Going green is more than ‘nice to have’— it offers schools real, tangible benefits. Henry Greenwood, founder of Green Schools Project, offers insights into how going green saved his school, Kingsmead School in Enfield, £37,000 over three years, and why other schools should make the same transition
Having been a maths teacher for six years, and concerned that I wasn’t doing enough to help tackle the issue of climate change and environmental protection, I was considering leaving the classroom to do something different. Not finding anything that captured my imagination, I took a look around my school, Kingsmead in Enfield, and saw that there was no need to leave a job that I enjoyed in order to do my bit. I saw windows open in winter to cool down overheated classrooms, lights left on throughout the buildings, recycling boxes rarely emptied and litter a big problem around the school.
It was with this backdrop, so familiar around the country, that I decided to assemble a group of enthusiastic students who embarked on an energy saving campaign that saved the school £37,000 over three years, started a recycling competition in which 93% of forms took part, installed solar panels, created a vegetable garden and carried out various other projects for which they were awarded the Eco-Schools Green Flag.
There are huge benefits to schools becoming more sustainable.
At a time of budget cuts, energy is one of the biggest outlays after staffing costs, but how many schools effectively manage their energy usage? Thousands of pounds can be saved through setting thermostats to appropriate levels, making sure that windows and external doors are closed and only having the heating on when required. Students can also get involved in switch off campaigns which will help to save money on electricity.
It is inevitable that the current generation of students will grow up into a world where climate change is a defining issue. Our students deserve to know about, and understand, this and it provides an opportunity to make learning relevant to them. How about a maths project on environmentally friendly travel to school, where students practise their data handling skills while helping to reduce local air pollution? Or an English debate about Donald Trump’s climate policies? The possibilities are not limited to science and geography, it can be included in every curriculum area.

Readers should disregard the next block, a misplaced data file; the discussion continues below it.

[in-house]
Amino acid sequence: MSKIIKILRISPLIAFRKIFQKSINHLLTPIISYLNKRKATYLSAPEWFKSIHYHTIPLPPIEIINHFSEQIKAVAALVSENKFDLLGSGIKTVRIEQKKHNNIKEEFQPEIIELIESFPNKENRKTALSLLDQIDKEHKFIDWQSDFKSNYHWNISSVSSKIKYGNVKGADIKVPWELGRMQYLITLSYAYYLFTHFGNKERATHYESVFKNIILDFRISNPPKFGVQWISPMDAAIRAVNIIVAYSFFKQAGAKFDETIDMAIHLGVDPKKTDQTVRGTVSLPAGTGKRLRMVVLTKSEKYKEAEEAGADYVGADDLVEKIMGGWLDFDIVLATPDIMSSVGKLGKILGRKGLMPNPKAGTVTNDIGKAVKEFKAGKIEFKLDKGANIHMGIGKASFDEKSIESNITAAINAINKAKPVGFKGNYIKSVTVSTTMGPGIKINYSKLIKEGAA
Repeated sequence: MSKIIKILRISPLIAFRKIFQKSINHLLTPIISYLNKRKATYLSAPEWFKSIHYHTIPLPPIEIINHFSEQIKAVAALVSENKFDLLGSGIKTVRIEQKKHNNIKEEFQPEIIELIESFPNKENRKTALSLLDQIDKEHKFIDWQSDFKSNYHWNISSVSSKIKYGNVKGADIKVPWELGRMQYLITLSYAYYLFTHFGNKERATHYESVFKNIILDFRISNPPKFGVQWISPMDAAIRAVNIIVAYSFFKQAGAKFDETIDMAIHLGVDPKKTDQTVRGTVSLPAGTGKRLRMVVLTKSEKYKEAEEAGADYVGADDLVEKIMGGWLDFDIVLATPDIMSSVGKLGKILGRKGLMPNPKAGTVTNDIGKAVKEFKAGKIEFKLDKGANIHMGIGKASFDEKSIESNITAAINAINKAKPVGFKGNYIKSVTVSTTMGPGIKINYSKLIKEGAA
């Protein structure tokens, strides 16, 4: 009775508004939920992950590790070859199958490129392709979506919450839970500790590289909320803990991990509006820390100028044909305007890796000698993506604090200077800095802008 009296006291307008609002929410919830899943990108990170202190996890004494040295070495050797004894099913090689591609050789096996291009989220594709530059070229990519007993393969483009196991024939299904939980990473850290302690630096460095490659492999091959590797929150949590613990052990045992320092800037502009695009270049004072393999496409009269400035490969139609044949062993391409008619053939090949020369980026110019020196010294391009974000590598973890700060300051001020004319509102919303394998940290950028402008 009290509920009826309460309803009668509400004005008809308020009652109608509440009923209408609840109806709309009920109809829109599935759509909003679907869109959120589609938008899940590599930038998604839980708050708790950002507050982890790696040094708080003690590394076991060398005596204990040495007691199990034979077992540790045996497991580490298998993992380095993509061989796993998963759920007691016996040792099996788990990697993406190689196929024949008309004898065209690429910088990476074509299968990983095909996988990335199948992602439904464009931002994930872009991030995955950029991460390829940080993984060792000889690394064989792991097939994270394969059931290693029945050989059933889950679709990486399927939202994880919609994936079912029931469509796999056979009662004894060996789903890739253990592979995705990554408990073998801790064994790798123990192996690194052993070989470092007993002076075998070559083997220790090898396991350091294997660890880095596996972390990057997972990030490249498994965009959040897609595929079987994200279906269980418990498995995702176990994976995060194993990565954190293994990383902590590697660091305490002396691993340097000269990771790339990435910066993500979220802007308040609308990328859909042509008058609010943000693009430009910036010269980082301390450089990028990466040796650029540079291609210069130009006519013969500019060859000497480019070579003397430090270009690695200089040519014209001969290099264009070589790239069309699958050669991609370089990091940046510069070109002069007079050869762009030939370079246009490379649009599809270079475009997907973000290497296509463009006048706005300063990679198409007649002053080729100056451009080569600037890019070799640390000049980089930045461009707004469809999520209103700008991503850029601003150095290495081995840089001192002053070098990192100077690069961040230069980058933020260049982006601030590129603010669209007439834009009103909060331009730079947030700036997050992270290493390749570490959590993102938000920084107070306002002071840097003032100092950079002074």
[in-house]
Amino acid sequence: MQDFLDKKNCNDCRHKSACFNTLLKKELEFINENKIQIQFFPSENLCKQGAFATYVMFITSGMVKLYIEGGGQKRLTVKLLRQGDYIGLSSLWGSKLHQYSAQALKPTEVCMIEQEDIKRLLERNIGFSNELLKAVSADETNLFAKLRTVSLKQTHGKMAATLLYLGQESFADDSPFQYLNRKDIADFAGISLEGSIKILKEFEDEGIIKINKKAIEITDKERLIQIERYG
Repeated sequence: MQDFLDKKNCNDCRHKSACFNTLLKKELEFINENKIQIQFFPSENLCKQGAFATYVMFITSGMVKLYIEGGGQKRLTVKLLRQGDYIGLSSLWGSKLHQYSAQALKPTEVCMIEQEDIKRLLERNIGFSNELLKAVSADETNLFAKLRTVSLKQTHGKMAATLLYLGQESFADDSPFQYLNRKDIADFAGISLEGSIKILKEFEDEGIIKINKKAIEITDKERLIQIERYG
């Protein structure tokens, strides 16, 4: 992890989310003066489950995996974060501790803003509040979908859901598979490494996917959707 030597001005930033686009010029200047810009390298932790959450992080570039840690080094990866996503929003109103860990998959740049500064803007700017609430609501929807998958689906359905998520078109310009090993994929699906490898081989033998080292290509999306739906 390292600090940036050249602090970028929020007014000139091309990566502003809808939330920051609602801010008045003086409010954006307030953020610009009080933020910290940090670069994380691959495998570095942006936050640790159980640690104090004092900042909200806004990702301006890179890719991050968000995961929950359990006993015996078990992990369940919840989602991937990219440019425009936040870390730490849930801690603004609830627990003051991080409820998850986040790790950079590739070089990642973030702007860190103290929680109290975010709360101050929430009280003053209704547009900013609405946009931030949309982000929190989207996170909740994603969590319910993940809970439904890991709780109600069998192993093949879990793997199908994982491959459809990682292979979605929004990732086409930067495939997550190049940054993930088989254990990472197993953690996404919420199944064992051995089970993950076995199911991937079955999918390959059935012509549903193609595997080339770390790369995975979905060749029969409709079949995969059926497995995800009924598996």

There are important skills to be gained here— and youth social action has been proven to improve the life chances of those who take part. Students can form an Eco-Team to lead environmental projects; this sees them deliver assemblies and organise campaigns, developing important communication, leadership and teamwork skills. Students who are hard to engage in the classroom often benefit from working outside, so helping with a vegetable garden can give them an opportunity to contribute to the school community and help them to improve their self-esteem, mental health and wellbeing.
Schools are currently under huge pressure to improve standards with diminishing resources. Going green can be a daunting prospect on top of an already busy job, but there’s help available. I set up Green Schools Project three years ago to help schools to achieve a similar outcome to that which we achieved at Kingsmead. Eco-Schools has a popular award scheme and the Less CO2 programme provides workshops to clusters of schools to help them reduce their energy usage.
Ultimately, going green provides an opportunity to save money, improve student engagement in the curriculum and helps them to build skills — all while raising awareness of, and contributing to, tackling climate change.